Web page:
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"Career Night" at MMY~ Optional Sichot Expand Our Horizons

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The learning that takes place in MMY on a daily basis can most definitely be categorized as both intellectually and spiritually stimulating—but sometimes it is that "little bit extra" that makes all the difference in each girl’s overall experience. Optional sichot, late night informal conversations regarding specific topics on the minds of the girls here, a common occurrence in MMY, certainly do the trick.

Students are all different. Many come to study in Israel with a clear vision of their ultimate career path. It is not uncommon, however, for some students to arrive clueless regarding their future. On a recent Tuesday night, Rabbi Katz gave an optional sicha, in which a great majority of the girls participated, on the fundamental topic of how spirituality and a Jewish lifestyle must not be tolerated by, but serve as an essential part of, our careers.  
Beginning with one of his favorite methods of starting any conversation, Rabbi Katz gave a personal example. He told of his own struggle when starting his career, and how he ultimately ended up where he is now.

“I never would have thought I would have ended up in chinuch,” he told us.

Through many personal stories and words of Torah, Rabbi Katz explained that life changes, and so do we. His introductory story brought up relevant and thought provoking questions that we may not have asked ourselves: What am I good at? How can I use those traits to serve G-d? Is going into chinuch actually the only "religiously acceptable" path?


He explained that we should find meaning in whatever career path we chose, and emphasized that we should always make sure it is to serve G-d in some way—for that is our purpose in this world.


Quoting sources from the Gemara and Midrash, as well as focusing specifically on the writings and philosophy of Rav Soloveitchik and Rav Aharon Lichtenstein, Rabbi Katz shaped a hashkafa which views hard work and tikun olam as a religious imperative. Why is it that we are given the mitzvah of brit mila when G-d could have just made it so that man would be born naturally circumcised?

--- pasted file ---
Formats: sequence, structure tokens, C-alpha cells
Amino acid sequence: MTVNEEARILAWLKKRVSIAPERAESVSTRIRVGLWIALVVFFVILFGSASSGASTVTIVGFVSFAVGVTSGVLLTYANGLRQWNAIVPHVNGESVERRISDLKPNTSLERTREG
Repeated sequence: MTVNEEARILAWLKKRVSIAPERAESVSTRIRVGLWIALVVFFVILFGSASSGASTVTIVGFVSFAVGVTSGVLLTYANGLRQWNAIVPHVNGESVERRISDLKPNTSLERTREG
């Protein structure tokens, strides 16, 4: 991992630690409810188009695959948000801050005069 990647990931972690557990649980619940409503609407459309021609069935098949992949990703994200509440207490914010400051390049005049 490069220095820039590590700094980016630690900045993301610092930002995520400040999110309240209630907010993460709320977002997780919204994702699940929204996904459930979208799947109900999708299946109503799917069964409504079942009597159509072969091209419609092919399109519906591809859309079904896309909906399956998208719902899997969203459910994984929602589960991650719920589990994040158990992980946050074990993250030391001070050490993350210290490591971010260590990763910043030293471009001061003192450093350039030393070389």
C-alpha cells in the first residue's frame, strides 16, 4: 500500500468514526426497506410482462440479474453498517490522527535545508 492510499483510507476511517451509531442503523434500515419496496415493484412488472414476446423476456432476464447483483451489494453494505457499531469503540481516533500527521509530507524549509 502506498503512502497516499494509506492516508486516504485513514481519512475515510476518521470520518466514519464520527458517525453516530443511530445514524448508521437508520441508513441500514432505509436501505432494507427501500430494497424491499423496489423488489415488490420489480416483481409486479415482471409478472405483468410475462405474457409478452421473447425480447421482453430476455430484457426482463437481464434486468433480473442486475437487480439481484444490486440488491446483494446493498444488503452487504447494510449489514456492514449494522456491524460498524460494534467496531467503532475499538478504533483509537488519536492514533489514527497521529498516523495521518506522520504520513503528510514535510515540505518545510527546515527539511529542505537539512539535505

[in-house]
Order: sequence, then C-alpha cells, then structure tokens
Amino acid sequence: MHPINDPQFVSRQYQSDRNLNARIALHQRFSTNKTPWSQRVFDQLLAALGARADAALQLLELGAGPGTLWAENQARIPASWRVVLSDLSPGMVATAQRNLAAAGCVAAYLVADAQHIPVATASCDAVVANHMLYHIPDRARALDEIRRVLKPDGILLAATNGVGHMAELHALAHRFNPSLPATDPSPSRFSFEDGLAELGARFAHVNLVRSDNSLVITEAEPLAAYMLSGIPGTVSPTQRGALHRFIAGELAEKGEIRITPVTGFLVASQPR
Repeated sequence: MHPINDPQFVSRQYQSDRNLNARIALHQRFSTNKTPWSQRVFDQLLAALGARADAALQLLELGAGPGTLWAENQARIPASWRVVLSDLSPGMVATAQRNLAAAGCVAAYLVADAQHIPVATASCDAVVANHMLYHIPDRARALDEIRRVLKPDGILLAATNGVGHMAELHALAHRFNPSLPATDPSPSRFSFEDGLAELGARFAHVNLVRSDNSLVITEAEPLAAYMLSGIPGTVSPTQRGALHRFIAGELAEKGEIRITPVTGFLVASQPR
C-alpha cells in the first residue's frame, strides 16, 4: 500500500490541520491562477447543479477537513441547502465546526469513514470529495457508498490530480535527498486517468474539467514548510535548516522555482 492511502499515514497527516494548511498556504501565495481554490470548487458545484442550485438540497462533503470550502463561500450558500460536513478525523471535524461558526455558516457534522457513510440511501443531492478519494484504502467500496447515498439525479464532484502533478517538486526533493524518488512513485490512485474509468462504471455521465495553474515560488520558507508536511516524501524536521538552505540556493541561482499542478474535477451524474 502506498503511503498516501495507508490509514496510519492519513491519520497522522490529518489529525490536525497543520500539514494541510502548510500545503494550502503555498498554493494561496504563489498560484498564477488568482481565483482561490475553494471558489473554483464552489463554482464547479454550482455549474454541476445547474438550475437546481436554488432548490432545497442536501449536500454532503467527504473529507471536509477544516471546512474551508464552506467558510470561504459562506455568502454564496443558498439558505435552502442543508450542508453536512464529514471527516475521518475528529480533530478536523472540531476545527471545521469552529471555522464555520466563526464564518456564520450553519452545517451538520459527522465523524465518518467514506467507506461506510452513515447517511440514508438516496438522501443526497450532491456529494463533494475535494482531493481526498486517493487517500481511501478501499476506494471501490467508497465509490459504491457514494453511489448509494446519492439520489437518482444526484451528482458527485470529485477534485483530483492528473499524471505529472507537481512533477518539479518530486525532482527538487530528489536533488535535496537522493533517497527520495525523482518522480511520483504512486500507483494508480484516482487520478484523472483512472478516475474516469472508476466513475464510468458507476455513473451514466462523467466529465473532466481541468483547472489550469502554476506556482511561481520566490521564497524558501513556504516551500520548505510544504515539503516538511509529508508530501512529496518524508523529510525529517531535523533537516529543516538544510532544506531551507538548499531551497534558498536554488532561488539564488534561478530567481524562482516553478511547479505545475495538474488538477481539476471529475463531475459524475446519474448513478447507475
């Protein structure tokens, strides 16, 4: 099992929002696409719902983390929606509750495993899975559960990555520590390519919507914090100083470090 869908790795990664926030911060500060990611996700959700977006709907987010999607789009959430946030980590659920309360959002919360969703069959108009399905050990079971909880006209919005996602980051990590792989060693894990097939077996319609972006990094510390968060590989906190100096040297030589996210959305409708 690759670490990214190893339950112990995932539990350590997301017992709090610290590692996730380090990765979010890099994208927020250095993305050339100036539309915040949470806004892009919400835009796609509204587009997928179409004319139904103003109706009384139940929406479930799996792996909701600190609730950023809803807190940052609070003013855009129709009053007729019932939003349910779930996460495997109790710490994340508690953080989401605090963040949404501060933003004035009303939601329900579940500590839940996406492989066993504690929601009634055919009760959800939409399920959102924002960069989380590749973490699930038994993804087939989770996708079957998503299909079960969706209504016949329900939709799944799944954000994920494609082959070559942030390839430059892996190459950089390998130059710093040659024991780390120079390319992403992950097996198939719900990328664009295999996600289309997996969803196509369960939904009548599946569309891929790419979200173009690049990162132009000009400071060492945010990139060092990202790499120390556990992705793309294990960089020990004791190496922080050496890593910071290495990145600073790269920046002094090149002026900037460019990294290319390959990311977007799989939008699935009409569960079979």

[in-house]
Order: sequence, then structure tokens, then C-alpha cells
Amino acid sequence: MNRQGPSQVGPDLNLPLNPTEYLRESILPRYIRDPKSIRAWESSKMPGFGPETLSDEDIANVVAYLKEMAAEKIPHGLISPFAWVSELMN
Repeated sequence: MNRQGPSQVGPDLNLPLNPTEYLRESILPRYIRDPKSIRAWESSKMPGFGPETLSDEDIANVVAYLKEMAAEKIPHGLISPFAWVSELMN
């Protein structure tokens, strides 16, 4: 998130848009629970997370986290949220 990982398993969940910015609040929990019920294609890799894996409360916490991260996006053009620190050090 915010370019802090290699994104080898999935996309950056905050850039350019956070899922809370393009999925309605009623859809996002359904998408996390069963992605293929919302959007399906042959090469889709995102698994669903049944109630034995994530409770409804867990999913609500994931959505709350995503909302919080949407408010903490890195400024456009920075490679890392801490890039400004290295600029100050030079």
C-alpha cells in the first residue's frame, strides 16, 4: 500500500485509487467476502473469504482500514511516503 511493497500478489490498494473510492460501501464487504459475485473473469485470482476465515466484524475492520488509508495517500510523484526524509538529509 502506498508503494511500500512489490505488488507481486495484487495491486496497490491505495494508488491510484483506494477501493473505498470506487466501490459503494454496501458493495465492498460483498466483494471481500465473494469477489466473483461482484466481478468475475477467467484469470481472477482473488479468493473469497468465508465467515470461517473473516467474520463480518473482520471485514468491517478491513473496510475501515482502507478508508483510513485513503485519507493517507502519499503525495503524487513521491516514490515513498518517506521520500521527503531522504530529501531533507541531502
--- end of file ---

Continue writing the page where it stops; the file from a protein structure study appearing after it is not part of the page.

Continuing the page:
The answer that Rabbi Katz developed is that Hashem wanted us to take the initiative and be proactive. He then shared with us Rav Lichtenstein's multi-layered way of understanding the Biblical charge of l'ovda u le'shomra, to work and to guard the world, given in Gan Eden. One layer of understanding the world is that it was created perfect, and it is our job to maintain its perfection. A second layer of understanding that phrase, however, is that G-d crafted this world as perfectly imperfect, in that He intentionally created it imperfect so that we could improve it through our actions and hard work.


But, where do we begin? The first step, explained Rabbi Katz, is to first get to know ourselves. We must each recognize our strengths and weaknesses, understand our personality, and channel all that G-d gave us to use it for a higher purpose. We must each develop our talents and employ them in all that we do.


When choosing a career, we must guarantee that we are doing what we love and are using our talents. We each need to work in this world, and not fall into the trap of believing that our career is merely a "day job" and not an integral part of serving Hashem. By working, we can develop and build this world. Through selecting a career that inspires us to grow and help the world around us, we can each bring those around us one step closer to this universal goal of perfection. Hashem created the world like this because He wants us to be His partners in creation. It is our obligation to take those steps towards a better world, all aligned with His proper path.


The conversations post-sicha continued way into the night as the students continued to develop their own personal hashkafa. Optional sichot in general, and this one in particular, are a highlight of our week and add so much to our overall learning and growth. We are all looking forward to the next installment!

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